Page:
Henry V


seen 21 October, Haydn English Cinema Vienna

Written by William Shakespeare
Directed by Gregory Doran

Having staged both parts of Henry IV last year, the RSC kindly brought us Henry V just in time for the 600th anniversary of the Battle of Agincourt with the same company.

Last year, I was fretting about this event in my blog posts about Henry IV part one and two because I couldn’t see Alex Hassell as king Henry V. Continue reading



Seen August 26 2015, Haydn English Cinema Vienna

Directed by Iqbal Khan

Firstly, apologies to my regular readers for the lack of new content recently. My day job made it impossible to find the time to write up a review of the last live broadcast, The Merchant of Venice. Not that there was much so say about it except for it relying too heavily on Patsy Ferran and Shylock being too smirkily knife-happy for my taste with no visible conflict, but festered rage and bitterness instead. Pity, this can be done so much better as proven by Graham Greene’s dignified Shylock in the other Stratford in 2007.

We went to London last weekend to see Three Days in the Country and Hamlet (yes, that one) however and I hope I can squeeze in a night at the theatre during a business trip to London in a few weeks, so there is new stuff coming up.

But now on to the next of the bard’s plays that can be problematic to stage nowadays: Othello. Let’s start with what we see first: Continue reading

Love’s Labour’s Lost

11 February, 2015
broadcast live from the Royal Shakespeare Company, Stratford-upon-Avon

by William Shakespeare

Cast: Sam Alexander, Peter Basham, William Belchambers, Edward Bennett, Nick Haverson, John Hodgkinson, David Horovitch, Tunji Kasim, Sophie Khan Levy, Oliver Lynes, Emma Manton, Chris McCalphy, Frances McNamee, Peter McGovern, Chris Nayak, Jamie Newall, Roderick Smith, Flora Spencer-Longhurst, Michelle Terry, Harry Waller, Thomas Wheatley, Leah Whitaker, featuring Teddy the Bear

directed by Christopher Luscombe

Continue reading

Antony and Cleopatra

By William Shakespeare
Seen June 1st, 2014 at The Globe

Cast: Eve Best, Clive Wood, Jolyon Coy, James Hayes, Rosie Hilal, Phil Daniels, Paul Hamilton, Peter Bankolé, Ignatius Anthony, Obioma Ugoala, Daniel Rabin, Philip Correia, Jonathan Bonnici, Sean Jackson, Ashley-Curtis Correya, Tim Dewberry, Jason Eddy, Sebastian Hill, Aaron Thiara, Sirine Saba, Kammy Darweish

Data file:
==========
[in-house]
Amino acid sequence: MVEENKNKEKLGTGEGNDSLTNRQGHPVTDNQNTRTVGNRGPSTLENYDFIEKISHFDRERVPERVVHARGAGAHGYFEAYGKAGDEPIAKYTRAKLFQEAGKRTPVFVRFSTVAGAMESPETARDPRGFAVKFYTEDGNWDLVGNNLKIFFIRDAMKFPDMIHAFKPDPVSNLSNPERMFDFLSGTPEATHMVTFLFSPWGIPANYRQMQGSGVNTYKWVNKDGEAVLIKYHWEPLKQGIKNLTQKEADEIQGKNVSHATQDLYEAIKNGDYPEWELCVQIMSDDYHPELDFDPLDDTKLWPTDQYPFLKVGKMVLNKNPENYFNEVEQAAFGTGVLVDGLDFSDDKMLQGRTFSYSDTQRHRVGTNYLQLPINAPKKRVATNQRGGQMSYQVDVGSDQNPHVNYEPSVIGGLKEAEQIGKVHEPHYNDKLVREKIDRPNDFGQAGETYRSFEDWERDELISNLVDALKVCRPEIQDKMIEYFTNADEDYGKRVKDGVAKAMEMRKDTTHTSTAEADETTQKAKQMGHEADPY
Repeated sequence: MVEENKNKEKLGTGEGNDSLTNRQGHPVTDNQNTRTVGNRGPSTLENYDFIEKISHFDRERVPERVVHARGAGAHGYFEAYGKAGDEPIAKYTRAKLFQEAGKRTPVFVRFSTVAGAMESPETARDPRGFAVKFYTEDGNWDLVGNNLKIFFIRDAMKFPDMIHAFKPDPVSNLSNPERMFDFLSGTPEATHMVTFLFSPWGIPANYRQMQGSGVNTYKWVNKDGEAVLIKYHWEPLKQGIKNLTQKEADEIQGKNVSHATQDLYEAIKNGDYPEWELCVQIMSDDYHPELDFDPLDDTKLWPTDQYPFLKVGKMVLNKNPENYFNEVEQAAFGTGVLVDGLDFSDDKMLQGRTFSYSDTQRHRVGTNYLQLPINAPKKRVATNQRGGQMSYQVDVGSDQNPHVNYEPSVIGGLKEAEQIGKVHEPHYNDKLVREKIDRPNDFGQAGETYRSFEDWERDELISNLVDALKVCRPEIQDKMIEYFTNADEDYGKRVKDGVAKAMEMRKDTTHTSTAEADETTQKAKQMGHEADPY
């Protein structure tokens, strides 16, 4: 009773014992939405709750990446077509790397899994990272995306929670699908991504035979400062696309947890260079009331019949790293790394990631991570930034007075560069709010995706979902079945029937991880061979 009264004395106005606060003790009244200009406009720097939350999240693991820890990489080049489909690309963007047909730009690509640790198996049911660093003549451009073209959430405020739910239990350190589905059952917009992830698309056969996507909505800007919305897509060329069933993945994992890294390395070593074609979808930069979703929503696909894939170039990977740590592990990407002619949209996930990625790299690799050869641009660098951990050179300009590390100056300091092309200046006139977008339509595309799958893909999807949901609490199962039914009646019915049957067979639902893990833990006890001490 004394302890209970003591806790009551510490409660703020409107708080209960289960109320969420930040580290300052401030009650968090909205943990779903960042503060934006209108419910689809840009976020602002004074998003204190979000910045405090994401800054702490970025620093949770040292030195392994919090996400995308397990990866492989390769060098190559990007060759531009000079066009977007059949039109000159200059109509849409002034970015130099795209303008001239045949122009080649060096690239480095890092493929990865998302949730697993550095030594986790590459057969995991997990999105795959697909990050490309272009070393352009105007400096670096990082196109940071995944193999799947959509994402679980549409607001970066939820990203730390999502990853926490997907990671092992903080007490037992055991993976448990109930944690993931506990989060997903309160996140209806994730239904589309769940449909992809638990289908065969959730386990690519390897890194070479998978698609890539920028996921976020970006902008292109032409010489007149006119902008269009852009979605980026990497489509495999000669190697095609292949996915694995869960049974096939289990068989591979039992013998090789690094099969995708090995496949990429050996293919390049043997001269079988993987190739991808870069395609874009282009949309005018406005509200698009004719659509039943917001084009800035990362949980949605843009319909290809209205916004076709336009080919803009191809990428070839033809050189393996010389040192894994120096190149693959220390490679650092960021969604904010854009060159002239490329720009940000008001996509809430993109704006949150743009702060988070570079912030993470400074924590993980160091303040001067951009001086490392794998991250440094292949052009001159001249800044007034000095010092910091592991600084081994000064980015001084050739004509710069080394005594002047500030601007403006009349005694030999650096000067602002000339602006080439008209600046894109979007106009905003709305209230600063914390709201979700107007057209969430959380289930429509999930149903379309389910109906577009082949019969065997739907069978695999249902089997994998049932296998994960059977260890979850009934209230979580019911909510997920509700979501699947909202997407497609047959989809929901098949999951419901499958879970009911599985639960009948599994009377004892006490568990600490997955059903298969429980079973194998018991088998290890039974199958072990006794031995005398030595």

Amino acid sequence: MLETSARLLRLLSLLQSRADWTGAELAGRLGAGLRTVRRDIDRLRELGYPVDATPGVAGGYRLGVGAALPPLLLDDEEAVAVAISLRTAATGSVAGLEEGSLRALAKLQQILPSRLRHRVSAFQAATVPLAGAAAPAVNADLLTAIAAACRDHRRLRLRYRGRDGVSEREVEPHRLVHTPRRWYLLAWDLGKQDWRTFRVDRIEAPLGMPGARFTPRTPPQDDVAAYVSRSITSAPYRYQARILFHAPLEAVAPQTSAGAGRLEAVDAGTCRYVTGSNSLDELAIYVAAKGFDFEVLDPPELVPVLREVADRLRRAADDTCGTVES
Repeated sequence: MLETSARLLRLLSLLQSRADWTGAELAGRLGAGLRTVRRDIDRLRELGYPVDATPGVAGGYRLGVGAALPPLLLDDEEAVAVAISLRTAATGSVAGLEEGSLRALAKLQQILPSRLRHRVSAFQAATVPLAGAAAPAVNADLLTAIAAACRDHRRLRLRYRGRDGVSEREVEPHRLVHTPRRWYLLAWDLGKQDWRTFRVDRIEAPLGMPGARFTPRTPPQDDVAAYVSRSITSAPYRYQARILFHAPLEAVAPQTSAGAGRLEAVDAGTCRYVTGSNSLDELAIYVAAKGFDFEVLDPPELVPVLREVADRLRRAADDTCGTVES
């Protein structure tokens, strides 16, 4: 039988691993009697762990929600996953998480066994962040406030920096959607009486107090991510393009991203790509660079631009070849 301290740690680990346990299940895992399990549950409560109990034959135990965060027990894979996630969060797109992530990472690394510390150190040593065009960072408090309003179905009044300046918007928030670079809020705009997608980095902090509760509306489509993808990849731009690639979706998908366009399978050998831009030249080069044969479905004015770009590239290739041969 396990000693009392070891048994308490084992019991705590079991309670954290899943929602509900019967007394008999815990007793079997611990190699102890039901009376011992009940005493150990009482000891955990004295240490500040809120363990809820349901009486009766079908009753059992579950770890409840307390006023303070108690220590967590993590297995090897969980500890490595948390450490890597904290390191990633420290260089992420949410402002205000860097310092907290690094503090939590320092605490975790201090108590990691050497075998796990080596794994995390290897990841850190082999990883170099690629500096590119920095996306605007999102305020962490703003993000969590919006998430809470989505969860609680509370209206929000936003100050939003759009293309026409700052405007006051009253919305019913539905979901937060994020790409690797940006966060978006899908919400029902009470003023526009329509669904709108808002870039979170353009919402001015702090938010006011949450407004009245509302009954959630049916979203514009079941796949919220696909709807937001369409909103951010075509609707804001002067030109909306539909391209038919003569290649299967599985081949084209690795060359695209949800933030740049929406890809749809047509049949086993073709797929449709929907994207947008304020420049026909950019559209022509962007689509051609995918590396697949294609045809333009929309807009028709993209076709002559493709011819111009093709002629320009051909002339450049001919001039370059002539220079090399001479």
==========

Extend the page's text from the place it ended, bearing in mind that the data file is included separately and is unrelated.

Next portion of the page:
Directed by: Jonathan Munby

I struggled quite a bit with what to write about this production.

The tickets were a birthday present from my sister after I filled in for someone on a trip with a group of her co-workers on short notice (lucky me) and it couldn’t have been a better way to end this sunny day.

The play was very entertaining, some parts extremely funny and it still had the gravitas it needed in the more serious scenes. Eve Best did not only make one of the male groundlings very happy, but if you ask me in ten years, she (and her ability to hold up poor deceased Antony until a very low flying plane was finally far enough for the audience to understand what she was trying to say in her grief) is very likely the only thing I am going to remember from this production.

Don’t get me wrong, it was very well performed by all involved and The Globe is always worth a visit, but as entertaining as it was, it didn’t stay in my head. I am still trying to decide if I liked the 2012 production of Elektra at the Stratford Festival (Canada), but it stayed with me and I remember a lot of it very clearly. Anthony and Cleopatra? Not so much.

As for visiting The Globe, I think there were several people in the audience that night that did have to think about the play for some time. A visiting group of students was led into the groundlings area when the play had already started and their ‘what the hell is going on here, we thought this was a theatre?!’ faces were hilarious.

The other ones were the French couple in front of us who were frantically trying to read the play at the same time as watching it. In case you are tempted to try that some time: not working.

If you are watching Shakespeare for the first time and are scared of not understanding everything, I would rather advise not to stress it. Just listen to the melody and even if you don’t know some of the words, you’ll instinctively understand what is being said.

Antony and Cleopatra is still on until 24 August. If you are looking for pure entertainment, go get yourself a ticket, it’s absolutely worth it (as is the view when you leave The Globe after the performance. A few teaser pics below.). If you want surprises in staging or thought-provoking new interpretation and the likes, you might want to check the theatre listings again.

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